But the overall message is clear in the bridge:  “When you’re crazy in love you gotta take a chance, / Burn the bridge and don’t look back.”  Love, in other words, requires recklessness.  (Despite being burned, however, the bridge remains intact in the song.)

This trope is firmly rooted in classic American tradition.  It lines up with a long tradition of such anthems.  Wilson Phillips’ “Impulsive” comes to mind, where “reckless” is the second adjective the singer applies to herself (to her own surprise) in the refrain.

Love of spontaneity has a much broader reach than love songs alone.  Our fascination with the impulsive, boundary-breaking individual includes, for example, the recurrent trope of the “loose-cannon cop who doesn’t play by the rules” (TV Tropes calls it Cowboy Cop).  The attitude is canonized in the “chaotic good” alignment featured as one of the options in Dungeons & Dragons and other role-playing games (you can find descriptions on Wikipedia, TV Tropes, or elsewhere).

 

Twenty-three years later, McBride’s take doesn’t quite follow the trope—or does it?  Clearly, we are supposed to be attracted by the singer’s portrait of a wild and impulsive woman.  But the narrator’s actual description of herself isn’t favorable.  The song opens:

For stumbling through a mess of dances
For squandering my second chances
For wrecking every dream
And breaking everything I ever had . . .

The singer seems to be sorry about her ungoverned behavior, or ashamed of it.  She even calls it “criminal” in the refrain.  She feels her beloved cares for her despite this chaotic quality, not because of it.

Originally I wondered whether this new song represented a change in attitudes over time.  We are highly sensitive today to unintended consequences, including “collateral damage”—in everything from environmentalism to superhero movies (the damage caused by epic battles is a major plot driver in this year’s Captain America: Civil War and Batman v. Superman: Dawn of Justice).  One might suspect we’re becoming less enthusiastic about recklessness than we used to be.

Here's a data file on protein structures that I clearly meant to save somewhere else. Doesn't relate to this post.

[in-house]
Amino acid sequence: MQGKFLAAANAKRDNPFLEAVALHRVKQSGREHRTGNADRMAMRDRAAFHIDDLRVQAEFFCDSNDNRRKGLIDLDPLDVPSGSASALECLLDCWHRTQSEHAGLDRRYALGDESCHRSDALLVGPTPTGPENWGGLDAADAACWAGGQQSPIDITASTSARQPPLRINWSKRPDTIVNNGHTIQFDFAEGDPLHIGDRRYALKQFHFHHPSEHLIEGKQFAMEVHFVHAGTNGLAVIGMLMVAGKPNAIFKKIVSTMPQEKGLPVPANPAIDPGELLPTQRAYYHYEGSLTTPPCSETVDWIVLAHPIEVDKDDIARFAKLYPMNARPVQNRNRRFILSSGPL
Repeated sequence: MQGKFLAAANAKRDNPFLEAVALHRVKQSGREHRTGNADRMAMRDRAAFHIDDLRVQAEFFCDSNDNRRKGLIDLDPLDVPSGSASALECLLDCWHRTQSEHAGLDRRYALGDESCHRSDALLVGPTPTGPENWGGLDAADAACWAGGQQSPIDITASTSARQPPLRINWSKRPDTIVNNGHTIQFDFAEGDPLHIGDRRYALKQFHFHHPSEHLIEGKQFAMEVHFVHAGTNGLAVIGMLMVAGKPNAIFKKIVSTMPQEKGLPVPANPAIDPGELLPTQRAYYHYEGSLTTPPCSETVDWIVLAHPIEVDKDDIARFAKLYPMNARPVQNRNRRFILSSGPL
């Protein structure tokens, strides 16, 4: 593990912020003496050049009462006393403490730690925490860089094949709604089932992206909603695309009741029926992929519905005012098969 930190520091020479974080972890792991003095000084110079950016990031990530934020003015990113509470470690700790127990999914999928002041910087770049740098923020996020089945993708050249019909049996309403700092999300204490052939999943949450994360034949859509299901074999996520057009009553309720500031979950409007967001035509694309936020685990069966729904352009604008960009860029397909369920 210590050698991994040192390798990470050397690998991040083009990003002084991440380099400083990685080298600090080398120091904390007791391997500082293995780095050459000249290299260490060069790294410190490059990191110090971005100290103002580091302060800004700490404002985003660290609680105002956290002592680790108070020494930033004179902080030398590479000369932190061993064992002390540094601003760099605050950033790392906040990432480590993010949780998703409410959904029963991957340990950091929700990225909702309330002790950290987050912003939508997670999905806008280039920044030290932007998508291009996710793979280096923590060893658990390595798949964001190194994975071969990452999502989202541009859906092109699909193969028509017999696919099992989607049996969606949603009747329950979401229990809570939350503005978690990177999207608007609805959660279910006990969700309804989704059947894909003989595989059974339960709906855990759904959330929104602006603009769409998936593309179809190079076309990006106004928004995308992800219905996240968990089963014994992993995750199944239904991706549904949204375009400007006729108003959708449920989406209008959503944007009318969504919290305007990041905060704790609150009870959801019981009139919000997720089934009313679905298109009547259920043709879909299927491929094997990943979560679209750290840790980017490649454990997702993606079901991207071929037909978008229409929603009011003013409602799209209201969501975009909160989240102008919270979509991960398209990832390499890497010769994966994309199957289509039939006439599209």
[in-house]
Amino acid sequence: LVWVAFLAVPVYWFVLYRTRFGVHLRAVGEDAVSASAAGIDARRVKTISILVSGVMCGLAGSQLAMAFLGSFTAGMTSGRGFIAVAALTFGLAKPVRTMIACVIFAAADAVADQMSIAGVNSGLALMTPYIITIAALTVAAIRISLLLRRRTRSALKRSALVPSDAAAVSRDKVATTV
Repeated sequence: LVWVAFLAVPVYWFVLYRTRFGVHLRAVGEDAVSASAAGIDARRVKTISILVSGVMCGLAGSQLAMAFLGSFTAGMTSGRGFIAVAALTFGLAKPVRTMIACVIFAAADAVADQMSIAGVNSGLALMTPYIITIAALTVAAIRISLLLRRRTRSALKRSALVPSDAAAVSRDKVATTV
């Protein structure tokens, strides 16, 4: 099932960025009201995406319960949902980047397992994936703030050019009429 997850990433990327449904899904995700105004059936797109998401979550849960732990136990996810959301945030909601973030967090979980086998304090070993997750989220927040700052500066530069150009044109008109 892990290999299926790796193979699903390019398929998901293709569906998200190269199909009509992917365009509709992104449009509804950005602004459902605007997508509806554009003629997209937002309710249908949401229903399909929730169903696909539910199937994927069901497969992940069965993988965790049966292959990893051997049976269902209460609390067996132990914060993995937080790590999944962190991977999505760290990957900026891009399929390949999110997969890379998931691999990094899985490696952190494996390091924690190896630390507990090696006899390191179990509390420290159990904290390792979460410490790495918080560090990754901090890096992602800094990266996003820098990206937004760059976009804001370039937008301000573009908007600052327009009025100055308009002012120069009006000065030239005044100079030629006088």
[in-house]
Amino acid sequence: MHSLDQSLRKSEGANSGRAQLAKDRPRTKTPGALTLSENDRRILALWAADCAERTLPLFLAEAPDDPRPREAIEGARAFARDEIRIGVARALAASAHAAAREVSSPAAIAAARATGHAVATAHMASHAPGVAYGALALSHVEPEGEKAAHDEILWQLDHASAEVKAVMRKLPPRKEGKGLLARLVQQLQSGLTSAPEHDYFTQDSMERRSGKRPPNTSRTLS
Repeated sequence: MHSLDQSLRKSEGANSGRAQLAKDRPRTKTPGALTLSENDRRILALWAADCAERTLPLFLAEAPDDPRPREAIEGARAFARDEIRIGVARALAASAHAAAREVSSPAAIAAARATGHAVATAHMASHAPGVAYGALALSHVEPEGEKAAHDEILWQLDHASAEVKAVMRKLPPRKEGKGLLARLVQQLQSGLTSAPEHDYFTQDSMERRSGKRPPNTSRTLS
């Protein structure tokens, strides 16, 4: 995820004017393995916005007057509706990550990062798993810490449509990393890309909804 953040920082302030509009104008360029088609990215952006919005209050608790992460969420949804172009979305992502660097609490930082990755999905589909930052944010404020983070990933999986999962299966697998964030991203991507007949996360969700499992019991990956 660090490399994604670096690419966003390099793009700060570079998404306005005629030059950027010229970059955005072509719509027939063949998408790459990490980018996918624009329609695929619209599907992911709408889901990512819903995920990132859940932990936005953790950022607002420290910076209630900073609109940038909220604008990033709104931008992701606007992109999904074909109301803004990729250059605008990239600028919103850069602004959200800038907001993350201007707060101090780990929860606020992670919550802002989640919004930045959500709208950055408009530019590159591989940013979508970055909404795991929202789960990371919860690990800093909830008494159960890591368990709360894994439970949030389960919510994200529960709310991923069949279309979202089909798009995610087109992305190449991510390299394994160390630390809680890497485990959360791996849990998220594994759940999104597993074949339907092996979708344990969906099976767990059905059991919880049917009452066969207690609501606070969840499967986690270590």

On the other hand, we’re still getting just as many images in which operating outside the law is seen as a good thing.  The screenwriters’ sympathies seem to lie more with the “chaotic” side in both those films.  It would be rash to imagine a reversal of so pervasive an attitude based on one song.

 

But there’s more to it:  McBride’s song has another layer.  Her lover’s willingness to cope with her erratic nature also represents daring or courage.  The last lines of the refrain are:  “For loving me the way you do—I know I’m reckless—but you must be reckless too.”  Loving someone who is so uncontrolled is its own form of recklessness.

This kind of risk-taking appears in the song as a good thing.  She—and we, the listeners—want him to take that chance.  Only when he does so can he prize who she really is, and see her lovableness:  “For looking in my eyes and seeing the soul inside . . .”  It’s the difference between acting unthinkingly or destructively, and taking a desperate risk in a good cause.

McBride’s “Reckless,” in other words, draws our attention to the fact that there is a certain kinship between the kind of recklessness that represents pure spontaneity (and can go drastically wrong), and the kind that dares to take the necessary risks to love someone.  And, yes, can also go drastically wrong.

This truth holds to some extent for everybody.  None of us is ideal and unexceptionable.  We’ve all squandered opportunities and stumbled through life.  Committing ourselves to any of us flawed human beings means taking chances.  Love always requires courage.

What McBride’s song tells us, then, is that there are some risks that must be taken; and love is one of them.  On this, the two songs come back together—Alabama also told us we had to take chances to be “crazy in love.”

It’s one reason we might say, with that well-known sage Rich Burlew, “Love is an Epic-level challenge.”